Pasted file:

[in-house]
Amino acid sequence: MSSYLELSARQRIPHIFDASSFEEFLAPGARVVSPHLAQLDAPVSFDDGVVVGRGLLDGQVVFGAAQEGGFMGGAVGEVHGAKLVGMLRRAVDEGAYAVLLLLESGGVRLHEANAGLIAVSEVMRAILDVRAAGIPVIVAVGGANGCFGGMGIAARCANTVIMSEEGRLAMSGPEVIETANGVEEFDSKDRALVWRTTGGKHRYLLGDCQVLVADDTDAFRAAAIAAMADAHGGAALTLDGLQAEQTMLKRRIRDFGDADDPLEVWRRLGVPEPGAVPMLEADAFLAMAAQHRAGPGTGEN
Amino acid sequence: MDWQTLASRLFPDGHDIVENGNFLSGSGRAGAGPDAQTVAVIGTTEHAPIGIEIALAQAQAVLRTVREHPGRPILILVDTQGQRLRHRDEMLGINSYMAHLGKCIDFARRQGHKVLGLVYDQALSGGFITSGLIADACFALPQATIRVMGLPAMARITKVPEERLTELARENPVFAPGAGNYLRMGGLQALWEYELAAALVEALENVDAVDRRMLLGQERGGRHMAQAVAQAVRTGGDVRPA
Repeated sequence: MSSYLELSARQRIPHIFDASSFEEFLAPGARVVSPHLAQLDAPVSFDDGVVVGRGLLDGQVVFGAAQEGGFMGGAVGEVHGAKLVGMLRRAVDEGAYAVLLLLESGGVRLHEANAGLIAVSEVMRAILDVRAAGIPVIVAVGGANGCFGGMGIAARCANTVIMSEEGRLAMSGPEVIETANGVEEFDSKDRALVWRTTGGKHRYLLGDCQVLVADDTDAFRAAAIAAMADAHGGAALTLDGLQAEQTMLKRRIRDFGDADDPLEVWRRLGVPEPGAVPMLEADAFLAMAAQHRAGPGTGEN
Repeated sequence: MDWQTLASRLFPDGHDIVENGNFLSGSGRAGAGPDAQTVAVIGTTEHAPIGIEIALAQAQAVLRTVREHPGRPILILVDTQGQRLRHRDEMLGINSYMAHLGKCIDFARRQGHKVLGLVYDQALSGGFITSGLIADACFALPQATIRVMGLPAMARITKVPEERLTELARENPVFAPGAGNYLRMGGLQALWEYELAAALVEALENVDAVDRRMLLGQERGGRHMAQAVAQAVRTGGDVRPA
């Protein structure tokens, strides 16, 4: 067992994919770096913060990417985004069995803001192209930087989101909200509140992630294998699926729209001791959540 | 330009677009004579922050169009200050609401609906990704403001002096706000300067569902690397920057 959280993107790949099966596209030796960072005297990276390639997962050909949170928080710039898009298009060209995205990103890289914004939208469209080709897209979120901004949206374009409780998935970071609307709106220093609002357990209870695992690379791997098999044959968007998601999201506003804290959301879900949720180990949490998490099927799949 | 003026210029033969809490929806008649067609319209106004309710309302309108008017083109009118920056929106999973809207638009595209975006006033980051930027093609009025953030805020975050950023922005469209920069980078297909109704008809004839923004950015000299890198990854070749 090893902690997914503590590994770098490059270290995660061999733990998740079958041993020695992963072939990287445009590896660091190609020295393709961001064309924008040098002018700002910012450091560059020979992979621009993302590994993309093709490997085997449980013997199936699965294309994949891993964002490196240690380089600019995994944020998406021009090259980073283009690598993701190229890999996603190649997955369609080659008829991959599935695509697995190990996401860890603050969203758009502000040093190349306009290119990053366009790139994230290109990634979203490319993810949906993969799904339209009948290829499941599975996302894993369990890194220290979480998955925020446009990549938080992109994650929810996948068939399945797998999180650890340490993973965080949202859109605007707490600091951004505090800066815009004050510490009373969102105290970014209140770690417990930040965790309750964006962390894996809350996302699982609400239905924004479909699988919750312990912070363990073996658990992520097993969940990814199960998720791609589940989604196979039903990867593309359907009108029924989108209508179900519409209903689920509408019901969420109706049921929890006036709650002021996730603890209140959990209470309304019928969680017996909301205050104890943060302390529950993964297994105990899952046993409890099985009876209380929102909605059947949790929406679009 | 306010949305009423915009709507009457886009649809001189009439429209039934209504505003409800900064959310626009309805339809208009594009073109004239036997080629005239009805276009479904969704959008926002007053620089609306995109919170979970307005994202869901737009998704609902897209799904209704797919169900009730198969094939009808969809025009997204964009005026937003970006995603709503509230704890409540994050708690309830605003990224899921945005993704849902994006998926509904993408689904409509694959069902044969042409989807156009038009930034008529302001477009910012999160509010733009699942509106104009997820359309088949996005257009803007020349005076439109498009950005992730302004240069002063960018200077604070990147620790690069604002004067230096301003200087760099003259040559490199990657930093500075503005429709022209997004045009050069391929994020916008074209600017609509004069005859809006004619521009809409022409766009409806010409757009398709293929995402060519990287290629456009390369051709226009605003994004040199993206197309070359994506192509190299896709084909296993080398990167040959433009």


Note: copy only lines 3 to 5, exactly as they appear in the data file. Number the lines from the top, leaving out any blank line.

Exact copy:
Amino acid sequence: MDWQTLASRLFPDGHDIVENGNFLSGSGRAGAGPDAQTVAVIGTTEHAPIGIEIALAQAQAVLRTVREHPGRPILILVDTQGQRLRHRDEMLGINSYMAHLGKCIDFARRQGHKVLGLVYDQALSGGFITSGLIADACFALPQATIRVMGLPAMARITKVPEERLTELARENPVFAPGAGNYLRMGGLQALWEYELAAALVEALENVDAVDRRMLLGQERGGRHMAQAVAQAVRTGGDVRPA
Repeated sequence: MSSYLELSARQRIPHIFDASSFEEFLAPGARVVSPHLAQLDAPVSFDDGVVVGRGLLDGQVVFGAAQEGGFMGGAVGEVHGAKLVGMLRRAVDEGAYAVLLLLESGGVRLHEANAGLIAVSEVMRAILDVRAAGIPVIVAVGGANGCFGGMGIAARCANTVIMSEEGRLAMSGPEVIETANGVEEFDSKDRALVWRTTGGKHRYLLGDCQVLVADDTDAFRAAAIAAMADAHGGAALTLDGLQAEQTMLKRRIRDFGDADDPLEVWRRLGVPEPGAVPMLEADAFLAMAAQHRAGPGTGEN
Repeated sequence: MDWQTLASRLFPDGHDIVENGNFLSGSGRAGAGPDAQTVAVIGTTEHAPIGIEIALAQAQAVLRTVREHPGRPILILVDTQGQRLRHRDEMLGINSYMAHLGKCIDFARRQGHKVLGLVYDQALSGGFITSGLIADACFALPQATIRVMGLPAMARITKVPEERLTELARENPVFAPGAGNYLRMGGLQALWEYELAAALVEALENVDAVDRRMLLGQERGGRHMAQAVAQAVRTGGDVRPA